Ward believes that using automation to overcome a lack of skills is no bad thing. If automation can remove the drudgery, then it makes jobs more attractive which is likely to attract more people. It also gives those already in role a reason to continue working rather than job hopping.
How does generative AI fit into this?
There are numerous stories about the use of generative AI tools, such as ChatGPT being used in cybersecurity. It is a topic that always sparks debate at conferences. Ward says that ThreatQuotient is seeing an increasing interest in using such services.
One issue that Ward sees, is the risk of AI hallucination due to incomplete Large Language Models on which generative AI is built. He posed two questions that organisations need to consider when looking at generative AI. “How does AI, how does ChatGPT fit into solving some of these challenges? How do we adopt it in a responsible, trustworthy way?”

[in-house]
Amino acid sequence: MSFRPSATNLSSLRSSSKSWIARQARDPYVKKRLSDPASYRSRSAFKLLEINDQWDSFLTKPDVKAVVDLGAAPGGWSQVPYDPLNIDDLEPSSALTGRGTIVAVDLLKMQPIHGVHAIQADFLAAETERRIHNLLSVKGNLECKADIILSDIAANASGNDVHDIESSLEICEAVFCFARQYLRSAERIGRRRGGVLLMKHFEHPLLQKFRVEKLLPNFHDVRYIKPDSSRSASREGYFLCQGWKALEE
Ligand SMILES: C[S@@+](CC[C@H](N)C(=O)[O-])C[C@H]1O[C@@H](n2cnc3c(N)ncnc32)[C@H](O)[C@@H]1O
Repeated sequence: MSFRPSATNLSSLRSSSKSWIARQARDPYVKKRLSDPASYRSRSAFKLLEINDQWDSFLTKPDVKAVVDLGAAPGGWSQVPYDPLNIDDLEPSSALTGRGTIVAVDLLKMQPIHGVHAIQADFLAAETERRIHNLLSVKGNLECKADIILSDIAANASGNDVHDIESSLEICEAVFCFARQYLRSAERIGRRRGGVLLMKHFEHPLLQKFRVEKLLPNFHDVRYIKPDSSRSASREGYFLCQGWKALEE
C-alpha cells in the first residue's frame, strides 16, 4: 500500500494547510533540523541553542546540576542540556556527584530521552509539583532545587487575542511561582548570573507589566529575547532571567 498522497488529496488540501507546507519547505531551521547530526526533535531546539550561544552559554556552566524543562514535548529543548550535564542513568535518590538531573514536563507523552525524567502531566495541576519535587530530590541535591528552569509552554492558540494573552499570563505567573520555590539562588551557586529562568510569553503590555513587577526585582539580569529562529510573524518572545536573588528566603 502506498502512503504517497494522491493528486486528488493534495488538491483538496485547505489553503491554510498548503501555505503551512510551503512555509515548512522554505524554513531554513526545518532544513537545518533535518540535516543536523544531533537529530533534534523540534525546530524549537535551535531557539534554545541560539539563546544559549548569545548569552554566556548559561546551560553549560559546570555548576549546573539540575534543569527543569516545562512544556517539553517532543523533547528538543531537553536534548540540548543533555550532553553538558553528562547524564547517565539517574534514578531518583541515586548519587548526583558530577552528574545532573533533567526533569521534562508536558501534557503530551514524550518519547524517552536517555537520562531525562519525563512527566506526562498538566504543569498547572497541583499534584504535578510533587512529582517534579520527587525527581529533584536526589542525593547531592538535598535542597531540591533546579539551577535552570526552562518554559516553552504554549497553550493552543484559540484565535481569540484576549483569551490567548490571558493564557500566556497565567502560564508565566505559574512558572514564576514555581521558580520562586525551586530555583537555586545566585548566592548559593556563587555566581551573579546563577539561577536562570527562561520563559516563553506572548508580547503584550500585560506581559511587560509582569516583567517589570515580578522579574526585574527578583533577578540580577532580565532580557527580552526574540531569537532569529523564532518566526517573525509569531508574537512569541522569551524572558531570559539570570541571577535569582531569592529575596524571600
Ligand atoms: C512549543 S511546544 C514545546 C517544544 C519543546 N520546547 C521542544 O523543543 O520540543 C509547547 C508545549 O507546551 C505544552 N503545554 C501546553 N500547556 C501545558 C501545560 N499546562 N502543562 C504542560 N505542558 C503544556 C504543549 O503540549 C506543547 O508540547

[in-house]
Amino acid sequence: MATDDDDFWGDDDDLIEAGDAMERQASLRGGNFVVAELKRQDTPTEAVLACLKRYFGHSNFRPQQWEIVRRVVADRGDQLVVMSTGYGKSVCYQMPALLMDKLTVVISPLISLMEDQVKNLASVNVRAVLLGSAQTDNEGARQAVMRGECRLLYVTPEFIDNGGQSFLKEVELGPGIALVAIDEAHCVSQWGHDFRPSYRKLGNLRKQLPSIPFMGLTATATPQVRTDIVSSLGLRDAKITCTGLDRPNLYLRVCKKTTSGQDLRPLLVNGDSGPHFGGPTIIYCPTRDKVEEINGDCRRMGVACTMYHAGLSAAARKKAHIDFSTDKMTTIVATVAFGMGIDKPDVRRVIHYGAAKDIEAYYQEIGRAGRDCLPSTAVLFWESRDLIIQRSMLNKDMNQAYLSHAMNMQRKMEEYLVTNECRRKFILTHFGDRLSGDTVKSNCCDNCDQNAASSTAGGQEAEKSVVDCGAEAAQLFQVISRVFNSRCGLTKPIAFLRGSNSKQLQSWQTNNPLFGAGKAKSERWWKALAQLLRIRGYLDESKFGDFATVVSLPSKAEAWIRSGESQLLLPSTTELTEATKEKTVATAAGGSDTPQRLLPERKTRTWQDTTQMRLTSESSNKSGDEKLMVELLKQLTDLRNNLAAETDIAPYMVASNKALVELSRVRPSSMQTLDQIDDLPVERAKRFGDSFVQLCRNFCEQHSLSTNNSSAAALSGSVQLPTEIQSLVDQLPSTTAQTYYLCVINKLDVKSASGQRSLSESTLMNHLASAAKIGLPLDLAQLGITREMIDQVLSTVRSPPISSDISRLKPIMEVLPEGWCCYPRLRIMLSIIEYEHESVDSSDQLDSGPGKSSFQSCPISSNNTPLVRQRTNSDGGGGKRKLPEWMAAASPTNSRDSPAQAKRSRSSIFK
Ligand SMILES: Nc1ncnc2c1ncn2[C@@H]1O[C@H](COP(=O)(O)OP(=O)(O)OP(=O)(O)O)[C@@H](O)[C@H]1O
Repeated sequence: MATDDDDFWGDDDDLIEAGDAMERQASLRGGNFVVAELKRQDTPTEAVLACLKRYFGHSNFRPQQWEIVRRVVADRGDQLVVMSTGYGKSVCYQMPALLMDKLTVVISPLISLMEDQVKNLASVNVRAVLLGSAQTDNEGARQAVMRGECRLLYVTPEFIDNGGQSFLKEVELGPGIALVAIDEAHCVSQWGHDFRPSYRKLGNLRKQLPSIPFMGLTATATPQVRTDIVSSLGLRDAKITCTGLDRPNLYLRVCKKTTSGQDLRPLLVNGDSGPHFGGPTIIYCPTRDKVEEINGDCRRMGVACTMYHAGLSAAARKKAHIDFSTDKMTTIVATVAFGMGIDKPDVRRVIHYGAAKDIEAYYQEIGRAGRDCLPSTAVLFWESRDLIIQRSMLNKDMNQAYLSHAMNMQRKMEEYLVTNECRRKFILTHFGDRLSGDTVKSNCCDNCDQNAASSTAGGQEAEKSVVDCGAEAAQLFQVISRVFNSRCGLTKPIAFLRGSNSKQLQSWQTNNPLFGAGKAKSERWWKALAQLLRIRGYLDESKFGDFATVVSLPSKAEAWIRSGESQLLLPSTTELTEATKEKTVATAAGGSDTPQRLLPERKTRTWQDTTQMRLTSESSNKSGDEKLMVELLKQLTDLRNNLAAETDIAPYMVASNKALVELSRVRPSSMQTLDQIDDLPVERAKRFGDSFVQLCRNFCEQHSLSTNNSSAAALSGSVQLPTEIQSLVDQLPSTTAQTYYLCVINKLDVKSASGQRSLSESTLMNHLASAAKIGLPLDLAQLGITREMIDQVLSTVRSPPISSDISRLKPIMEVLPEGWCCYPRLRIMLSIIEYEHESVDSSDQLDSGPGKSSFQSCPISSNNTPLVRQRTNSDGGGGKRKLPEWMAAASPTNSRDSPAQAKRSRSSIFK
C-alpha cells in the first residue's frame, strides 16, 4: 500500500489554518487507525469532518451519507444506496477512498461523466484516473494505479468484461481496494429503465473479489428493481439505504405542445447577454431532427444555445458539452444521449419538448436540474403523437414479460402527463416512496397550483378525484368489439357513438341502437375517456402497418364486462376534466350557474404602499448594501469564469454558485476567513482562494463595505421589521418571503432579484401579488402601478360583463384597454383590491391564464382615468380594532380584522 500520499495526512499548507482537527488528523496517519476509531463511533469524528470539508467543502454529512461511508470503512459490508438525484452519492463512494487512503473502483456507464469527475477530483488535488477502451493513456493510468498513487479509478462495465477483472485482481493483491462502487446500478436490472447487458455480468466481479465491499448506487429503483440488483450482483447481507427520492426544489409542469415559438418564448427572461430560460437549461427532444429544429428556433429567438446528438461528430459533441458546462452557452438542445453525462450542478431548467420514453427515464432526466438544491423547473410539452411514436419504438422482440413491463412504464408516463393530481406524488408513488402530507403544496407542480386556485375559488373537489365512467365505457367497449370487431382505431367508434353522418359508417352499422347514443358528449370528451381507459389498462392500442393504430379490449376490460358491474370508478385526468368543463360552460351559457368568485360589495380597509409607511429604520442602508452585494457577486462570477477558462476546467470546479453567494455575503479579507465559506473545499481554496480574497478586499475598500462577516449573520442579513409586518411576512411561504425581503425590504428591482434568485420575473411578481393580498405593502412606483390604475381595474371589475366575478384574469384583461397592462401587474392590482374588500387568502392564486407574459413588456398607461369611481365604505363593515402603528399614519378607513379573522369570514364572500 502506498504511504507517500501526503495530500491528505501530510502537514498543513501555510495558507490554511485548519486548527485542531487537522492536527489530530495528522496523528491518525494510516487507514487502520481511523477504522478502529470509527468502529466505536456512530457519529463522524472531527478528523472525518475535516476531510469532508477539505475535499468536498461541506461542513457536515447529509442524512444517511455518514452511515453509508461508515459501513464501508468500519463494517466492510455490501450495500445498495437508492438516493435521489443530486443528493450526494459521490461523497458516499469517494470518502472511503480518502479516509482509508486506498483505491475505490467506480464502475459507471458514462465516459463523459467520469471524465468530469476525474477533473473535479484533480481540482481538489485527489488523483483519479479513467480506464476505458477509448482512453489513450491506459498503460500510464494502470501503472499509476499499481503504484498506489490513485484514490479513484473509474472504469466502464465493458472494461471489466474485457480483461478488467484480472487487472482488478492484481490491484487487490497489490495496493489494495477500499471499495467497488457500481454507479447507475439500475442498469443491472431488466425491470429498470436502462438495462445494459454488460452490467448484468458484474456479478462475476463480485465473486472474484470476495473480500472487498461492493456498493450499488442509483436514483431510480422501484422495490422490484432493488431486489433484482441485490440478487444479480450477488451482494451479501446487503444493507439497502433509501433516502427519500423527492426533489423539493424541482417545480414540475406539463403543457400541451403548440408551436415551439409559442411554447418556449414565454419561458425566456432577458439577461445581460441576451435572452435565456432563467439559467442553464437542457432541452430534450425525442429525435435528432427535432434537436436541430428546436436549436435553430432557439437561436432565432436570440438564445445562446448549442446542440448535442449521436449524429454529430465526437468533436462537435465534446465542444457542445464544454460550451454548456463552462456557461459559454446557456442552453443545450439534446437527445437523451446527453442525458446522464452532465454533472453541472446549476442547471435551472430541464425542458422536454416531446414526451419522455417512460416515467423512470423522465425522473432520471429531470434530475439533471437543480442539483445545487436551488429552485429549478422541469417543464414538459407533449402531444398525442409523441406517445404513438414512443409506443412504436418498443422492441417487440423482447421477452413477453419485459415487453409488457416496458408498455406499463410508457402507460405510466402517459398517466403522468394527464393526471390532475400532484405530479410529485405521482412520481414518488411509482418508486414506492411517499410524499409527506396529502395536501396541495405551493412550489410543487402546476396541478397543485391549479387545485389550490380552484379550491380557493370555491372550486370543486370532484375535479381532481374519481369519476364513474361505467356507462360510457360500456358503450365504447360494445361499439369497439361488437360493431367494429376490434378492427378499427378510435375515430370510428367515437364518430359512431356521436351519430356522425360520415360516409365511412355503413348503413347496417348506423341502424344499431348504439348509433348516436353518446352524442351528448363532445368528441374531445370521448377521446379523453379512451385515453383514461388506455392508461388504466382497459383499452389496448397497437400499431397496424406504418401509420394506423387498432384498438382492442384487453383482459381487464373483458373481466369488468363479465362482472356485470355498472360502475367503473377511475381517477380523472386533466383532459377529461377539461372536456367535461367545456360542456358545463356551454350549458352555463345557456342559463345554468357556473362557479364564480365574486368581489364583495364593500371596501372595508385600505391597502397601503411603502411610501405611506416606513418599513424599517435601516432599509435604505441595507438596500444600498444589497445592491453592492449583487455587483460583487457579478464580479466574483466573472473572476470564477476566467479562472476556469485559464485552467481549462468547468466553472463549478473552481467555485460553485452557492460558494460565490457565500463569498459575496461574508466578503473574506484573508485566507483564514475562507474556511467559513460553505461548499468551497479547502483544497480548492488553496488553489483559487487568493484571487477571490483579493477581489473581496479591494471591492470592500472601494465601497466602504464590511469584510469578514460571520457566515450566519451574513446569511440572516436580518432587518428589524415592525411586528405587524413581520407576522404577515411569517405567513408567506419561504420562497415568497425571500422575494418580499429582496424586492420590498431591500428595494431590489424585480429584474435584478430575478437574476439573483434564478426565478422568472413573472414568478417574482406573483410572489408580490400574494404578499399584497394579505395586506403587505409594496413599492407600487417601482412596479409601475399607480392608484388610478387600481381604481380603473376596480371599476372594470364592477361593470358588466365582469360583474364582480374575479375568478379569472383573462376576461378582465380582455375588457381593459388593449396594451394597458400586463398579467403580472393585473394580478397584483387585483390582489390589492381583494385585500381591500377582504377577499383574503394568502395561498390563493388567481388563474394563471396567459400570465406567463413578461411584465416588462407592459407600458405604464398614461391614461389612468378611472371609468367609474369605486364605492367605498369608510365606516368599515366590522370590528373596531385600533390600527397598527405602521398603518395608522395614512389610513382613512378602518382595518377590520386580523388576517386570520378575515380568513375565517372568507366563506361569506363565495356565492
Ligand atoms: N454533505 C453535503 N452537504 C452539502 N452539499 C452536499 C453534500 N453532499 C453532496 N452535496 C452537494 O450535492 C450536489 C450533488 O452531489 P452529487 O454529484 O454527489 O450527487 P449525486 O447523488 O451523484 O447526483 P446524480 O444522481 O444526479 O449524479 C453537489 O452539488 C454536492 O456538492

From ThreatQuotient’s perspective, Ward points to their integration with OpenAI. That allows organisations to take advantage of LLMs. However, he was clear that the company would not be building its own LLM around cybersecurity and risk. The recent announcement over integration is about allowing organisations to focus on their information.
Automation as an enabler for better auditing
One of the key challenges for respondents in several verticals and across all regions was the impact of compliance and regulation. This has, over recent decades, led to a welter of new standards and certifications. But the challenge with all of those is how to audit them to prove an organisation is in compliance. How does automation improve this?
Ward called out SOC 2, which has a focus on proving that an organization has implemented essential data security controls. SOC 2 Type 1 is about the processes and documentation. What interests Ward is SOC 2 Type 2. He said, “Type two is – we are going to audit you every few months and demand that you show us proof that you have followed all these things and demand you tell us for any violations you’ve identified and how you’re going to fix those violations.